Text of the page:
Air Cargo

Hawaii’s air cargo community favors Alaska Air’s pending Hawaiian Air buyout

Hawaii’s air cargo community is hoping the proposed acquisition of Hawaiian Airlines by larger Alaska Air Group will go through despite a federal judge’s recent killing of the planned $3.8 billion JetBlue Airways purchase of Spirit Airlines that the U.S. Justice Department sued to stop.

Sources and insiders say both airlines will maintain their current identities and that if Alaska’s $1.9 billion buyout of Hawaiian Air goes through, they will not combine the brands into a newly named carrier.

There are concerns because Virgin America’s name disappeared when it was acquired by Alaska Air Group, some five-plus years ago.

Shareholders of Hawaiian Holdings, Inc., parent of Hawaiian Airlines, have approved the Alaska Air Group acquisition and the boards of directors of both carriers have greenlighted the proposed buyout.

“It could be an excellent deal for Hawaiian Air, and we are looking forward to it,” says Julie Nakamura, general manager of Hawaii Air Cargo, a 42-year-old Honolulu-based freight forwarding firm. “The acquisition would give Alaska Air’s shippers access to key Asian markets,” says a senior executive with a rival air carrier in Hawaii. “We are watching the pending acquisition with interest,” says Chris Palmer, director of the Hawaii Trade Lane for Lynden Logistics which has provided transportation and logistics solutions in the Hawaiian Islands for almost 40 years. “The two airlines are very important trade partners with Lynden, and we are excited to see what happens.” Another veteran Hawaii-based freight forwarder told Air Freight News (AFN) that he hopes the two airlines “keep their identities and personalities separate.”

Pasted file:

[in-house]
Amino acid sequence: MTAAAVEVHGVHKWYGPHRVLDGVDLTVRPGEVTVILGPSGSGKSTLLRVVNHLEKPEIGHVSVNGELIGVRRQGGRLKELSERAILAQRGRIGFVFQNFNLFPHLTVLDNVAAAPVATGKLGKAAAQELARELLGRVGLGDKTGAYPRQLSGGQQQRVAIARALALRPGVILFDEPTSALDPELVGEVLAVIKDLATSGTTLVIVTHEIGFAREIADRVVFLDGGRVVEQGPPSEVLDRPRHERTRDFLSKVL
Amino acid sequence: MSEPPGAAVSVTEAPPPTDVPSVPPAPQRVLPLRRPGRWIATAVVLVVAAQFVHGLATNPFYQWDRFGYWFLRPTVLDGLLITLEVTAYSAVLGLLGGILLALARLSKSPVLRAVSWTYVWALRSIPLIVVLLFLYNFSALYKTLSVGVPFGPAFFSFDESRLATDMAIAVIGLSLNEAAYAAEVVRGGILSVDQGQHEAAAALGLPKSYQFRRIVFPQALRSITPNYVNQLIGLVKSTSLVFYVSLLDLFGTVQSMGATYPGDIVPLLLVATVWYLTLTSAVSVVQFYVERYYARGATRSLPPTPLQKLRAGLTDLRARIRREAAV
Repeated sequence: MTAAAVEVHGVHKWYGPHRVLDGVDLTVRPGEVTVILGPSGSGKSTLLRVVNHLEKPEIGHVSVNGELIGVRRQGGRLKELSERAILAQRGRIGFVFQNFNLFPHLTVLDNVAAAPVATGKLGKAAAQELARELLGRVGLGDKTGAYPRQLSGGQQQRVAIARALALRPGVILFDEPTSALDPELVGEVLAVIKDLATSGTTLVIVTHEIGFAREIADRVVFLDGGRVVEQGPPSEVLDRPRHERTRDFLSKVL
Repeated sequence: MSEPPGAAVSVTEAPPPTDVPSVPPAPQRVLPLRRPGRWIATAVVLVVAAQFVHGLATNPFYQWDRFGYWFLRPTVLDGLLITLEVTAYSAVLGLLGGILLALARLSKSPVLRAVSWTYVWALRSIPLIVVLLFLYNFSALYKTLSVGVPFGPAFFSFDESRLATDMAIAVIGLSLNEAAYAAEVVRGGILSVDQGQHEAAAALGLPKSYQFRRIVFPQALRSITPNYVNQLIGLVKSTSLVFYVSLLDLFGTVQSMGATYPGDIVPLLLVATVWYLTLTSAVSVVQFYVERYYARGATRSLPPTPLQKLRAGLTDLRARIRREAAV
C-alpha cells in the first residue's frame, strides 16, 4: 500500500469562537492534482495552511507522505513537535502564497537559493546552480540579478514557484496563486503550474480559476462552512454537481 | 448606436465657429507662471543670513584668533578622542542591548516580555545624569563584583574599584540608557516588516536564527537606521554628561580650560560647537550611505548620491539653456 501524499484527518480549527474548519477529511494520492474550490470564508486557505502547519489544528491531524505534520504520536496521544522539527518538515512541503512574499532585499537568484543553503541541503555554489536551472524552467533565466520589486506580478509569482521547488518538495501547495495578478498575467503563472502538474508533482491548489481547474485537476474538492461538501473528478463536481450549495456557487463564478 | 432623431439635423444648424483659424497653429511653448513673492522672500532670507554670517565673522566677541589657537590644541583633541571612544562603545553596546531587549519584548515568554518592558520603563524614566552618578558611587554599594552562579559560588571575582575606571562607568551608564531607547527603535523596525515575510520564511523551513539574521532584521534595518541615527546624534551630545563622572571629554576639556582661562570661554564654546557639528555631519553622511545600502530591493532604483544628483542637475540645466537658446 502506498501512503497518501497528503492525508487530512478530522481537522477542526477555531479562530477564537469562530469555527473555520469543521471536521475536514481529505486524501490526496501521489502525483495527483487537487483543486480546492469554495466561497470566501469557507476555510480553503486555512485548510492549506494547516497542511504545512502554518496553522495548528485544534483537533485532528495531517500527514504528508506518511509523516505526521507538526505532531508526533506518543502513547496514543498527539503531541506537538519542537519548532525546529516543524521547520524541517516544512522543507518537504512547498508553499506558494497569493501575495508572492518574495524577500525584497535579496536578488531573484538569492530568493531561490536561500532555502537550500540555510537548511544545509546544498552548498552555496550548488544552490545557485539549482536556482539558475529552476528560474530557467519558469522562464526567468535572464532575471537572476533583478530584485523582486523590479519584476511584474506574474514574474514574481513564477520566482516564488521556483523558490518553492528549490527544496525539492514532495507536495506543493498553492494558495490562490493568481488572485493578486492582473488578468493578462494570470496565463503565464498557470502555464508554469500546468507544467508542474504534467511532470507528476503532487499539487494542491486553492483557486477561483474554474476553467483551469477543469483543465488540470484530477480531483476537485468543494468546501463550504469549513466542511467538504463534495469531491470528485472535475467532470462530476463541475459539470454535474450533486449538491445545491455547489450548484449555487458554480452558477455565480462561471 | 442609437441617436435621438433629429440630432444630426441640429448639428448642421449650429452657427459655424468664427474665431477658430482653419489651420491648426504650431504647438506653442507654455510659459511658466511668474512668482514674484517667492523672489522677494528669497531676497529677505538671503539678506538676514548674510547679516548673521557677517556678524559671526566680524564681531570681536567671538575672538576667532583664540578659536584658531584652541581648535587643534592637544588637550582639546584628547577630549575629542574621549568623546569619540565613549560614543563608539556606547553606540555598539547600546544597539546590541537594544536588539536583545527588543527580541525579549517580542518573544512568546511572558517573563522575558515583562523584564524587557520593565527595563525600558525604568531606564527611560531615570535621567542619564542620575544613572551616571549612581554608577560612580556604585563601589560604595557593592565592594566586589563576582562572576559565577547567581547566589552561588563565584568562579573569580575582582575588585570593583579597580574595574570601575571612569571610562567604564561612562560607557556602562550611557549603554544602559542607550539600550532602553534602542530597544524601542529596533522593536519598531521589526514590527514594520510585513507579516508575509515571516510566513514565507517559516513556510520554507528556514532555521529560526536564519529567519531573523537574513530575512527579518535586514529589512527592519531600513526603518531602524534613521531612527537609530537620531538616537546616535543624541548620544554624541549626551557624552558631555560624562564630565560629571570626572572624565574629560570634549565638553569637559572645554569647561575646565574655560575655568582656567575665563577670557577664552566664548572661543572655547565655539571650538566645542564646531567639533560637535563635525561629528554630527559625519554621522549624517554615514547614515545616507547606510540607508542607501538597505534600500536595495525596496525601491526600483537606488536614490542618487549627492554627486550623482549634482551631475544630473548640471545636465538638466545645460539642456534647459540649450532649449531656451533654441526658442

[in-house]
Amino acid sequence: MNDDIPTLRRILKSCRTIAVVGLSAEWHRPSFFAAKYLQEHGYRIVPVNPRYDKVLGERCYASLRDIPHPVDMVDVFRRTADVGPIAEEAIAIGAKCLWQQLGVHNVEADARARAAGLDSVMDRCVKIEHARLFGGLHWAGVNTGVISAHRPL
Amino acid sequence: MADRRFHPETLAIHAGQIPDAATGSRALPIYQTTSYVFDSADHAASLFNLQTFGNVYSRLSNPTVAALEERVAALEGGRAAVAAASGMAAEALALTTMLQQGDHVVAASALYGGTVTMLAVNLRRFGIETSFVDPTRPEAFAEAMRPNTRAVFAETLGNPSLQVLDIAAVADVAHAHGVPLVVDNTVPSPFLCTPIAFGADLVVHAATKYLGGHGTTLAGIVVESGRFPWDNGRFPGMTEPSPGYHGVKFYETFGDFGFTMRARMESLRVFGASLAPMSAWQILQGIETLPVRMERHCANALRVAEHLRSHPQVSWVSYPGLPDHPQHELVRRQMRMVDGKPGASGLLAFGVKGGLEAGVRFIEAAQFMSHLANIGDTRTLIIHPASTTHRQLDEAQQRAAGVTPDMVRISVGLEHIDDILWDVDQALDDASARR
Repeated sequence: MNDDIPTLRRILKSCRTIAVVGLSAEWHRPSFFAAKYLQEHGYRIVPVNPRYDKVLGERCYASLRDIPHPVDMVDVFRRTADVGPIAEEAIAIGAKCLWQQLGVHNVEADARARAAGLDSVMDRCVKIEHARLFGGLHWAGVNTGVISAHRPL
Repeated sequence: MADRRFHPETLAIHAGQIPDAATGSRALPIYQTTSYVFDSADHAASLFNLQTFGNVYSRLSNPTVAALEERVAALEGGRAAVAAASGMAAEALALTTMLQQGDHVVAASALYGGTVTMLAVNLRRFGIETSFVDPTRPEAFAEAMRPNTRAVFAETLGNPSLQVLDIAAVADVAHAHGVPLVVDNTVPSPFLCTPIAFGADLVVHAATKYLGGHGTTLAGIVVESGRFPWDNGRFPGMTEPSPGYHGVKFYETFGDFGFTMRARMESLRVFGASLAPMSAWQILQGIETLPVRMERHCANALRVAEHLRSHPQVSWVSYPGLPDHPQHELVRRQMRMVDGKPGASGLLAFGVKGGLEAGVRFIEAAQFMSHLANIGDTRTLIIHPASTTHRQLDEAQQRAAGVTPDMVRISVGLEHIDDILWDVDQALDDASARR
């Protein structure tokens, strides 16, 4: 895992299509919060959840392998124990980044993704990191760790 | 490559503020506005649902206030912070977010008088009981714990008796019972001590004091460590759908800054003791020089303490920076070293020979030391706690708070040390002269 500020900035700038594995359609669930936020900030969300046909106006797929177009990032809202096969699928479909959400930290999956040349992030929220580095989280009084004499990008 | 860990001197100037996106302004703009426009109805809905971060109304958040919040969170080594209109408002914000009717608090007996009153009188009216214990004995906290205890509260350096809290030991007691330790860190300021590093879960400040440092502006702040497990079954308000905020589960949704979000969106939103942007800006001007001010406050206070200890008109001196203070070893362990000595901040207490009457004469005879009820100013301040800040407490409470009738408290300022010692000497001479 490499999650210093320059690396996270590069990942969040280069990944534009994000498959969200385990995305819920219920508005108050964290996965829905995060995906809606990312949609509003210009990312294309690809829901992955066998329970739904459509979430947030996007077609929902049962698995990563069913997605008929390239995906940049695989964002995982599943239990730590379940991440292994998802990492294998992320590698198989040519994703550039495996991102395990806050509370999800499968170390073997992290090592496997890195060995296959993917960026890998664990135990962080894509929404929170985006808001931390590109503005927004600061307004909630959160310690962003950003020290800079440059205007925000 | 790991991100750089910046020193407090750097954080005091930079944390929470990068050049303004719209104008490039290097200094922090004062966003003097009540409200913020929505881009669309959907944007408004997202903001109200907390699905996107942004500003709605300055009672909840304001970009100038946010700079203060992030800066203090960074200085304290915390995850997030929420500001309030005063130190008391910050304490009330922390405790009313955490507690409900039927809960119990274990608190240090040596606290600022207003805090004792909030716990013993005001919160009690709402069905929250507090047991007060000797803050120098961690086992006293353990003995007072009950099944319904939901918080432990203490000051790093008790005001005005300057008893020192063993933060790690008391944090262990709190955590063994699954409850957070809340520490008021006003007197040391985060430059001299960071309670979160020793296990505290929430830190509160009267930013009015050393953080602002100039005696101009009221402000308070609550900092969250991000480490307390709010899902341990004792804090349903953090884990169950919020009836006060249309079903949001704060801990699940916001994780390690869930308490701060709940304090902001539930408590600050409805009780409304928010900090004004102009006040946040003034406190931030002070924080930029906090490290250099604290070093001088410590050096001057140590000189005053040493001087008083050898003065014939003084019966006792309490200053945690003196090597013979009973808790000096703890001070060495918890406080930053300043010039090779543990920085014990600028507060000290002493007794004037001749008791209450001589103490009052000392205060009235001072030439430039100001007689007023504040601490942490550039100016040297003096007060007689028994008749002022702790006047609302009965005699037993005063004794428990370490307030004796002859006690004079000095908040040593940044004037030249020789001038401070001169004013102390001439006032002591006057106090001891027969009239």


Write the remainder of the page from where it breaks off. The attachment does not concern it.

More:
Changes in the Works

In the past four months since the potential merger was announced and AFN reported on it, there have been some changes, mostly in the Hawaii air cargo market.

Hawaiian Air has been expanding its aircraft fleet and destinations but reducing several frequencies. The hometown carrier introduced an Airbus 330 freighter last year to fly e-commerce-sold cargo for Amazon and will “ramp up” the operation in 2024 but a Hawaiian Air spokesman declined to say how many A330 all cargo jets will be added this year. He did say Hawaiian Air will expand its A330 freighter fleet to a total of 10 aircraft, but a timetable was not provided.